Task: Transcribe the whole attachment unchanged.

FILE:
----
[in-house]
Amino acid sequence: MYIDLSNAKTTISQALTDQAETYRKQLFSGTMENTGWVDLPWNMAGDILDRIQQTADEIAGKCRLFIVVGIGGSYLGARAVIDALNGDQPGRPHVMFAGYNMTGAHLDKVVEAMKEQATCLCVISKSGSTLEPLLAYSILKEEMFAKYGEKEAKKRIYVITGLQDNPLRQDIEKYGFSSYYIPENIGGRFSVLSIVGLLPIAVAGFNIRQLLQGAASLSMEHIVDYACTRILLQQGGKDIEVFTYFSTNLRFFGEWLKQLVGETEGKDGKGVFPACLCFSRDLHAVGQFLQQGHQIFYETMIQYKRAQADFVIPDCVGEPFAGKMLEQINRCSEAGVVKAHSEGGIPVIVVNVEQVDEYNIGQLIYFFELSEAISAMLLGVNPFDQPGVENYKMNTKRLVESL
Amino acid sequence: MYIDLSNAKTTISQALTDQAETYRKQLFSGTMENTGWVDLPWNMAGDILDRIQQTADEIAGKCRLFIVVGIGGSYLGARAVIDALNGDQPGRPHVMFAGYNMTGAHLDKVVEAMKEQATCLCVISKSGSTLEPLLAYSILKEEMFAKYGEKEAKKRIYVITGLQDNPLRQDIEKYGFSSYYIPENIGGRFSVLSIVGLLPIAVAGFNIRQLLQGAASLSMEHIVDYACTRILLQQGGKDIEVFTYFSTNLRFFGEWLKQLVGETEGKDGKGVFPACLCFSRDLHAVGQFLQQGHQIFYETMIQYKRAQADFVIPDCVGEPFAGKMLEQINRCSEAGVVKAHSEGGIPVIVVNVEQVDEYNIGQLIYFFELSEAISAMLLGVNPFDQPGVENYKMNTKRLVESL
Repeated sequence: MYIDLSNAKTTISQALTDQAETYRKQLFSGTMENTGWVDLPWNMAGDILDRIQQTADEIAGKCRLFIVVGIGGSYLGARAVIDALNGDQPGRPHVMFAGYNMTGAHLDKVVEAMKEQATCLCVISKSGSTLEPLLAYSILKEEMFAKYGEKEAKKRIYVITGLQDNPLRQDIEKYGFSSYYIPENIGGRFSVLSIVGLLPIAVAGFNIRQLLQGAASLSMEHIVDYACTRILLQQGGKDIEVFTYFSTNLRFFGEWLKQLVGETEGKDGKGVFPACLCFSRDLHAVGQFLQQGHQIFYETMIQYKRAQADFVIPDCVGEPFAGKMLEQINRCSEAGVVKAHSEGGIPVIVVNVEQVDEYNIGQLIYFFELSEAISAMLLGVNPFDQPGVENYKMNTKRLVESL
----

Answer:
[in-house]
Amino acid sequence: MYIDLSNAKTTISQALTDQAETYRKQLFSGTMENTGWVDLPWNMAGDILDRIQQTADEIAGKCRLFIVVGIGGSYLGARAVIDALNGDQPGRPHVMFAGYNMTGAHLDKVVEAMKEQATCLCVISKSGSTLEPLLAYSILKEEMFAKYGEKEAKKRIYVITGLQDNPLRQDIEKYGFSSYYIPENIGGRFSVLSIVGLLPIAVAGFNIRQLLQGAASLSMEHIVDYACTRILLQQGGKDIEVFTYFSTNLRFFGEWLKQLVGETEGKDGKGVFPACLCFSRDLHAVGQFLQQGHQIFYETMIQYKRAQADFVIPDCVGEPFAGKMLEQINRCSEAGVVKAHSEGGIPVIVVNVEQVDEYNIGQLIYFFELSEAISAMLLGVNPFDQPGVENYKMNTKRLVESL
Amino acid sequence: MYIDLSNAKTTISQALTDQAETYRKQLFSGTMENTGWVDLPWNMAGDILDRIQQTADEIAGKCRLFIVVGIGGSYLGARAVIDALNGDQPGRPHVMFAGYNMTGAHLDKVVEAMKEQATCLCVISKSGSTLEPLLAYSILKEEMFAKYGEKEAKKRIYVITGLQDNPLRQDIEKYGFSSYYIPENIGGRFSVLSIVGLLPIAVAGFNIRQLLQGAASLSMEHIVDYACTRILLQQGGKDIEVFTYFSTNLRFFGEWLKQLVGETEGKDGKGVFPACLCFSRDLHAVGQFLQQGHQIFYETMIQYKRAQADFVIPDCVGEPFAGKMLEQINRCSEAGVVKAHSEGGIPVIVVNVEQVDEYNIGQLIYFFELSEAISAMLLGVNPFDQPGVENYKMNTKRLVESL
Repeated sequence: MYIDLSNAKTTISQALTDQAETYRKQLFSGTMENTGWVDLPWNMAGDILDRIQQTADEIAGKCRLFIVVGIGGSYLGARAVIDALNGDQPGRPHVMFAGYNMTGAHLDKVVEAMKEQATCLCVISKSGSTLEPLLAYSILKEEMFAKYGEKEAKKRIYVITGLQDNPLRQDIEKYGFSSYYIPENIGGRFSVLSIVGLLPIAVAGFNIRQLLQGAASLSMEHIVDYACTRILLQQGGKDIEVFTYFSTNLRFFGEWLKQLVGETEGKDGKGVFPACLCFSRDLHAVGQFLQQGHQIFYETMIQYKRAQADFVIPDCVGEPFAGKMLEQINRCSEAGVVKAHSEGGIPVIVVNVEQVDEYNIGQLIYFFELSEAISAMLLGVNPFDQPGVENYKMNTKRLVESL